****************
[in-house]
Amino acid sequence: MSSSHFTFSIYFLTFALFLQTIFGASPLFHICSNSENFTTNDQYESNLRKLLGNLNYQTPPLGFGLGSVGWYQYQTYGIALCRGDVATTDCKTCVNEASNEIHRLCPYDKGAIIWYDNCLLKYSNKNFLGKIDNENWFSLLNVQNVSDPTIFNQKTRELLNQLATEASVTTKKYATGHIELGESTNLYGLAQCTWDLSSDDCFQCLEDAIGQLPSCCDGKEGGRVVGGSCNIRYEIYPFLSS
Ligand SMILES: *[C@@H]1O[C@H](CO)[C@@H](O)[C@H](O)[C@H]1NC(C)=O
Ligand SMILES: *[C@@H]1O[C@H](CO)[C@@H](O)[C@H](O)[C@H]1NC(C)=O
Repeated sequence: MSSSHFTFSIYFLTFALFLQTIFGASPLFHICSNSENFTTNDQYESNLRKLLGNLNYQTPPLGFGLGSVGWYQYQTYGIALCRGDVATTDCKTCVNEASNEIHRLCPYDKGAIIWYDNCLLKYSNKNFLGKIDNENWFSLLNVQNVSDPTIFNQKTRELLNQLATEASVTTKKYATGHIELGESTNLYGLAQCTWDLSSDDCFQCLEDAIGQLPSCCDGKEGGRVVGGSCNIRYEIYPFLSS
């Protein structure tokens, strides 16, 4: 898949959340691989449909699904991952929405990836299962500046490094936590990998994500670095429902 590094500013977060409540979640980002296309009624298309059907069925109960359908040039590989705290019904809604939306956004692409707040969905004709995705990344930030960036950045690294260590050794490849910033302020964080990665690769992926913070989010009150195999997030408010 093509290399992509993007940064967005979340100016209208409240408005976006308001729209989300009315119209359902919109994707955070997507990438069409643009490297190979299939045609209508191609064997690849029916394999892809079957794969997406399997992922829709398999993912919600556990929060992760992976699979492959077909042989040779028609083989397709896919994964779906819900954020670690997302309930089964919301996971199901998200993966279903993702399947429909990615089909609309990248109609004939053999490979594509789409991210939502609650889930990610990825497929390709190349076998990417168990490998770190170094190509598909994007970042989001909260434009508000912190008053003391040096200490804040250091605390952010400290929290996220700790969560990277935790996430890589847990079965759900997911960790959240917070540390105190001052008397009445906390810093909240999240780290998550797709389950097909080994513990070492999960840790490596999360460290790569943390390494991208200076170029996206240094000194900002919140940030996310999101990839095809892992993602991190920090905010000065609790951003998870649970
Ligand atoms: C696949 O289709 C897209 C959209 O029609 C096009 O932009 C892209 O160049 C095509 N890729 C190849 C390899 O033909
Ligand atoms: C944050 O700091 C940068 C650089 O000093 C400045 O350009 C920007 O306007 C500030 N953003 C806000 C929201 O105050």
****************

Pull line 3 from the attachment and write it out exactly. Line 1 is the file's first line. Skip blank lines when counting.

Ligand SMILES: *[C@@H]1O[C@H](CO)[C@@H](O)[C@H](O)[C@H]1NC(C)=O